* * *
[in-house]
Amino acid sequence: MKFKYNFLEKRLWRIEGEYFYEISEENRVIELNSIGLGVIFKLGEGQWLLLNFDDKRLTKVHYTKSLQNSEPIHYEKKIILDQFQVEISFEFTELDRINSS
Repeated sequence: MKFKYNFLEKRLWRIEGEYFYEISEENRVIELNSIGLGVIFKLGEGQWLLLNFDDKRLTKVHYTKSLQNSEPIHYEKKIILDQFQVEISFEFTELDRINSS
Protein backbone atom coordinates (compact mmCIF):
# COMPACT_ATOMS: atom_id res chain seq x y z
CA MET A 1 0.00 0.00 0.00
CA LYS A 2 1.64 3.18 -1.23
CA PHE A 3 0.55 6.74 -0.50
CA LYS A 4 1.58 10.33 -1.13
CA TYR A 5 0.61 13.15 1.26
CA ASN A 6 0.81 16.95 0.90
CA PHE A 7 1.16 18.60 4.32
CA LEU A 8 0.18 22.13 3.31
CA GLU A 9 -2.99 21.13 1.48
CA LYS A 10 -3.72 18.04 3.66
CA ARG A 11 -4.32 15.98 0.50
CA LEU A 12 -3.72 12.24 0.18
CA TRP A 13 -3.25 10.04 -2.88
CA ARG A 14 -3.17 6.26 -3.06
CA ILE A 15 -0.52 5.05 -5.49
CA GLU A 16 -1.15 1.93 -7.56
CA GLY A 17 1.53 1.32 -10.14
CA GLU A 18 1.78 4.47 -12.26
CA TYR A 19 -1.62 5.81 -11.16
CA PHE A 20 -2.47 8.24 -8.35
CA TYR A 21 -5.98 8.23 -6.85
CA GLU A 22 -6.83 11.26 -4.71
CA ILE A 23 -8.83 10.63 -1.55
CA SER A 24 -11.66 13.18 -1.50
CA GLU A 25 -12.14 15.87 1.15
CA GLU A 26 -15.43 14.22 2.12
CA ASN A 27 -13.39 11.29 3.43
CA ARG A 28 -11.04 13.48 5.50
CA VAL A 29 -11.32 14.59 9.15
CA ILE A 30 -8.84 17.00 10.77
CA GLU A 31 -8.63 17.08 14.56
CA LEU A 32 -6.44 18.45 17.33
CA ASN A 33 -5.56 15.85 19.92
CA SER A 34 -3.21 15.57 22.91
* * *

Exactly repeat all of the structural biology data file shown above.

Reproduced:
[in-house]
Amino acid sequence: MKFKYNFLEKRLWRIEGEYFYEISEENRVIELNSIGLGVIFKLGEGQWLLLNFDDKRLTKVHYTKSLQNSEPIHYEKKIILDQFQVEISFEFTELDRINSS
Repeated sequence: MKFKYNFLEKRLWRIEGEYFYEISEENRVIELNSIGLGVIFKLGEGQWLLLNFDDKRLTKVHYTKSLQNSEPIHYEKKIILDQFQVEISFEFTELDRINSS
Protein backbone atom coordinates (compact mmCIF):
# COMPACT_ATOMS: atom_id res chain seq x y z
CA MET A 1 0.00 0.00 0.00
CA LYS A 2 1.64 3.18 -1.23
CA PHE A 3 0.55 6.74 -0.50
CA LYS A 4 1.58 10.33 -1.13
CA TYR A 5 0.61 13.15 1.26
CA ASN A 6 0.81 16.95 0.90
CA PHE A 7 1.16 18.60 4.32
CA LEU A 8 0.18 22.13 3.31
CA GLU A 9 -2.99 21.13 1.48
CA LYS A 10 -3.72 18.04 3.66
CA ARG A 11 -4.32 15.98 0.50
CA LEU A 12 -3.72 12.24 0.18
CA TRP A 13 -3.25 10.04 -2.88
CA ARG A 14 -3.17 6.26 -3.06
CA ILE A 15 -0.52 5.05 -5.49
CA GLU A 16 -1.15 1.93 -7.56
CA GLY A 17 1.53 1.32 -10.14
CA GLU A 18 1.78 4.47 -12.26
CA TYR A 19 -1.62 5.81 -11.16
CA PHE A 20 -2.47 8.24 -8.35
CA TYR A 21 -5.98 8.23 -6.85
CA GLU A 22 -6.83 11.26 -4.71
CA ILE A 23 -8.83 10.63 -1.55
CA SER A 24 -11.66 13.18 -1.50
CA GLU A 25 -12.14 15.87 1.15
CA GLU A 26 -15.43 14.22 2.12
CA ASN A 27 -13.39 11.29 3.43
CA ARG A 28 -11.04 13.48 5.50
CA VAL A 29 -11.32 14.59 9.15
CA ILE A 30 -8.84 17.00 10.77
CA GLU A 31 -8.63 17.08 14.56
CA LEU A 32 -6.44 18.45 17.33
CA ASN A 33 -5.56 15.85 19.92
CA SER A 34 -3.21 15.57 22.91